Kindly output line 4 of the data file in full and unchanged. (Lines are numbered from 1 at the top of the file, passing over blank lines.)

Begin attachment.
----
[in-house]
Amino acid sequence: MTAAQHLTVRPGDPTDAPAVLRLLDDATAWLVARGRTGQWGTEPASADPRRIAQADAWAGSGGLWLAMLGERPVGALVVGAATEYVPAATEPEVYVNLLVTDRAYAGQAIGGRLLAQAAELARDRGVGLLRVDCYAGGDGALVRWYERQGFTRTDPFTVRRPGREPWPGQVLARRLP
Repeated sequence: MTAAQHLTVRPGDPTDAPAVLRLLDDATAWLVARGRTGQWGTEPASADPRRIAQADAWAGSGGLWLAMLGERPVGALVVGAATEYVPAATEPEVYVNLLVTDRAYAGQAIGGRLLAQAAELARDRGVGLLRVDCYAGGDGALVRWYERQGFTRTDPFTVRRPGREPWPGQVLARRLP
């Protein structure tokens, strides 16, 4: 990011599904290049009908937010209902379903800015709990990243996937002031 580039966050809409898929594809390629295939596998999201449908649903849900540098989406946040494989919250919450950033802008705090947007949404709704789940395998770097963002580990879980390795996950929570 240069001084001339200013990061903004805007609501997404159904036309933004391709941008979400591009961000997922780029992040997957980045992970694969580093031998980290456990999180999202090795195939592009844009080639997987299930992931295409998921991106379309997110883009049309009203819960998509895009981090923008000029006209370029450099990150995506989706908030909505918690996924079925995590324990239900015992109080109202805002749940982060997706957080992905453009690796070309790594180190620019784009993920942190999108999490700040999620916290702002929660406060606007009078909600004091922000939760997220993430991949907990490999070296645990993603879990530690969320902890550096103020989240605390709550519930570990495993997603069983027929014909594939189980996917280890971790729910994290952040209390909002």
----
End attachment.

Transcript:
């Protein structure tokens, strides 16, 4: 990011599904290049009908937010209902379903800015709990990243996937002031 580039966050809409898929594809390629295939596998999201449908649903849900540098989406946040494989919250919450950033802008705090947007949404709704789940395998770097963002580990879980390795996950929570 240069001084001339200013990061903004805007609501997404159904036309933004391709941008979400591009961000997922780029992040997957980045992970694969580093031998980290456990999180999202090795195939592009844009080639997987299930992931295409998921991106379309997110883009049309009203819960998509895009981090923008000029006209370029450099990150995506989706908030909505918690996924079925995590324990239900015992109080109202805002749940982060997706957080992905453009690796070309790594180190620019784009993920942190999108999490700040999620916290702002929660406060606007009078909600004091922000939760997220993430991949907990490999070296645990993603879990530690969320902890550096103020989240605390709550519930570990495993997603069983027929014909594939189980996917280890971790729910994290952040209390909002």